Option 1: Workshop Series. If the student believes that teaching a series of workshops is more relevant to his/her planned career path, then s/he may prepare and deliver a series of professional workshops, contingent upon approval of the student’s doctoral committee and ADS Program Director. Usually more than one workshop will be needed to be deemed comparable to teaching at least ½ of a semester-long course.

Option 2. Teaching an undergraduate course. Typically, the student begins by being a teaching assistant for an undergraduate course one semester, and then teaching or co-teaching that same course during a later semester. The teaching assistantship can be paid, but it must include preparation of course materials (tests, assignments, and/or activities), grading of papers and/or essays, and preparing and giving at least one class lecture. The instructorship or co-instructorship must involve preparing at least ½ of the course materials, leading the class for at least ½ of the class meetings, and grading at least ½ of the papers and essays for the class. Students with prior teaching experience or with especially strong background in the subject area might teach a class without assisting in a prior semester, but this should involve mentored teaching, with close supervision by a faculty member.

The Doctoral Dissertation in Applied Developmental Science

Students in the Applied Developmental Science (ADS) Ph.D. program are required to write a Doctoral Dissertation and to conduct the research approved by the Doctoral Committee during the proposal meeting. The dissertation represents the culmination of students’ ADS education. Therefore, the faculty of the ADS program and the members of students’ Doctoral Committees expect that students who reach the point of preparing a dissertation proposal will have the conceptual and methodological sophistication necessary to plan and execute an independent research project.

The dissertation should be seen as a process rather than a product, although the final product will consist of either a formal thesis or multiple manuscripts for publication. If the thesis format is chosen, it is expected that the thesis provides the foundation for subsequent manuscripts of publishable quality. Regardless of whether a student chooses the thesis or the multiple-manuscript option, the process of the dissertation includes (a) the conceptualization of the study, including a concise presentation of the scientific rationale and the study methodology; (b) the data analyses and presentation of the results; and (c) the discussion of the results and their implications for the extant literature, future research, and potential applications in the field. Although the dissertation is designed as a proof that the doctoral student has the conceptual and methodological skills necessary to undertake an independent research project, it also requires the active and continued consultation with and involvement by students’ advisors and Doctoral Committee at all stages. The consultation with and involvement of the advisors and the members of the doctoral committee represents an important element of students’ continued scholarly development and education.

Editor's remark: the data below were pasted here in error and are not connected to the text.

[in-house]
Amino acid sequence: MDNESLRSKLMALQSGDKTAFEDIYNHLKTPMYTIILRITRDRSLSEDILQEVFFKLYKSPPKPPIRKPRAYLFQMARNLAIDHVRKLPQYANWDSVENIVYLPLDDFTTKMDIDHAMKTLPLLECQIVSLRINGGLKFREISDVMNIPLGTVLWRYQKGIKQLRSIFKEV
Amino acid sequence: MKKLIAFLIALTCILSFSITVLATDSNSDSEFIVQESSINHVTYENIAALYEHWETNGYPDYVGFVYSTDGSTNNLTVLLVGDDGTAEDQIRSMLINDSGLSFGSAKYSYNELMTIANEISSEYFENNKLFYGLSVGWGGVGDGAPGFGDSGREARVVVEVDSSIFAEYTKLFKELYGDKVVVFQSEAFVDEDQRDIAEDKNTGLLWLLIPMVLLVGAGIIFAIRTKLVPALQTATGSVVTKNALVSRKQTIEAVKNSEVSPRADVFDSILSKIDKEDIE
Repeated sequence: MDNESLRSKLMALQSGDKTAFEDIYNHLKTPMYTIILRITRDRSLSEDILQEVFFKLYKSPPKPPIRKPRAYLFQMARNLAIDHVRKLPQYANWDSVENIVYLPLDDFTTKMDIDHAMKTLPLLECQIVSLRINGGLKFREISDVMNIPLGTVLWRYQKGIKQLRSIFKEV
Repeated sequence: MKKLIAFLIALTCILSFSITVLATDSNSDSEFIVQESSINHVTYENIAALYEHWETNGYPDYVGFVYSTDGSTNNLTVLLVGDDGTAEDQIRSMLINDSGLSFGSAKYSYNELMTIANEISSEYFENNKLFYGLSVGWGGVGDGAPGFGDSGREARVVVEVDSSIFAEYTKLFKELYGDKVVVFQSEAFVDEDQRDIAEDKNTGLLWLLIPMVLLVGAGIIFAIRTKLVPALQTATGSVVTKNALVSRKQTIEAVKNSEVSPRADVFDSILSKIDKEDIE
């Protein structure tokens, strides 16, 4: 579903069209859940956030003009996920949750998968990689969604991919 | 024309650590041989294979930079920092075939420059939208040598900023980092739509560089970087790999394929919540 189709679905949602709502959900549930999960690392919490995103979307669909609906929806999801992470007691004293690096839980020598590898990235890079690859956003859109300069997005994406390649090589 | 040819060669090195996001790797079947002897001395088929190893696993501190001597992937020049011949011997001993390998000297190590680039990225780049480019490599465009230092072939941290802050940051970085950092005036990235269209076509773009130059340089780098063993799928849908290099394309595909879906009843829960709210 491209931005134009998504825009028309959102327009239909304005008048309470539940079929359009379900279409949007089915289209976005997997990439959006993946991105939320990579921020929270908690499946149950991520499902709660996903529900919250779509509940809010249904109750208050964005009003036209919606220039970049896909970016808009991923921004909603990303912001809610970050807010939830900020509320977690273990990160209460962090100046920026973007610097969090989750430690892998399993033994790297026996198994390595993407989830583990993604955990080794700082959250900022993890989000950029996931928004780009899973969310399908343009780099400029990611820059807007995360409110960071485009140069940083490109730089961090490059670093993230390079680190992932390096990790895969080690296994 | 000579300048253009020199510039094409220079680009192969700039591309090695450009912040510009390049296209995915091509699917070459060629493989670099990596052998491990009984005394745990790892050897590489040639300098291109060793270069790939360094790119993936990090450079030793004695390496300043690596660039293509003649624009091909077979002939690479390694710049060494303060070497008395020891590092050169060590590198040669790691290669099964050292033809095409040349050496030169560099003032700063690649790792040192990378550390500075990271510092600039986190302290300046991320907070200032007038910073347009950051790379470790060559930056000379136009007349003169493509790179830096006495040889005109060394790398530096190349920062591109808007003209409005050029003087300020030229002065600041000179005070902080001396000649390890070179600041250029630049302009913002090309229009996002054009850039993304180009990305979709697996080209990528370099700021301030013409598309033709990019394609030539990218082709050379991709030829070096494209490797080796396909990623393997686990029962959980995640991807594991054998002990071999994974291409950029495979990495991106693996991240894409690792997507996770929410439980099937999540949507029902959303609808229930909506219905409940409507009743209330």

CourseCredit HoursCourse Name
HDFS 5003 creditsIssues in Human Development and Family Studies
HDFS 5011 creditReadings in the Discipline
HDFS 5203 creditsFamily Therapy Theory & Practice: Common Factors
HDFS 5213 creditsFamily Therapy Theory & Practice: Treatment Planning
HDFS 5243 creditsFamily Theory
HDFS 5343 creditsMarriage and Family Therapy
HDFS 5503 creditsResaerch Methods I
HDFS 5503 creditsResearch Methods II
HDFS 5923 creditsGrant Writing- Human Service and Research
HDFS 6073 creditsPrevention Science Across the Lifespan
HDFS 6083 creditsProgram Planning and Implementation
HDFS 6093 creditsPrevention Program Evaluation
HDFS 6103 creditsRisk and Resilience in Development
HDFS 6113 creditsEarly Development
HDFS 6123 creditsAdolescent Development
HDFS 6133 creditsAdult Development and Aging
HDFS 6203 creditsFamily Therapy Theory and Practice: Addictions
HDFS 6213 creditsFamily Therapy Theory & Practice: Special Topics
HDFS 6243 creditsSkills and Techniques in Family Therapy
HDFS 6363 creditsAging and the Family
HDFS 6443 creditsFoundations in Family Therapy
HDFS 6503 creditsMultivariate Research Methods I
HDFS 6763 creditsProfessional Skills Development
HDFS 6773 creditsEthical and Legal Issues
HDFS 684variableSupervised College Teaching
HDFS 686variablePracticum
HDFS 687variableInternship
HDFS 692A3 creditsAdvanced Studies – Intimacy and Human Sexuality
HDFS 692B3 creditsAdvanced Studies – Parenting
HDFS 698variableResearch
HDFS 699variableThesis
HDFS 7503 creditsMultivariate Research Methods II
HDFS 792A3 creditsLifespan Socioemotional Development
HDFS 792B3 creditsLifespan Cognitive Development
HDFS 799variableDissertation

*The Graduate and Professional Bulletin, supplied by the Graduate School, contains information on University degree requirements which also must be met.

Graduate Internship Supervisors
Stephanie Seng,
MS
(970) 491-5207
stephanie.seng@colostate.edu
MFT Internship and
Practicum Supervisor
David MacPhee,
PhD
(970) 491-5503
david.macphee@colostate.edu
Child Life
Graduate
Internship Coordinator
Zeynep Biringen,
PhD
(970) 491-5514
zeynep.biringen@colostate.edu
Other Prevention Science
Internships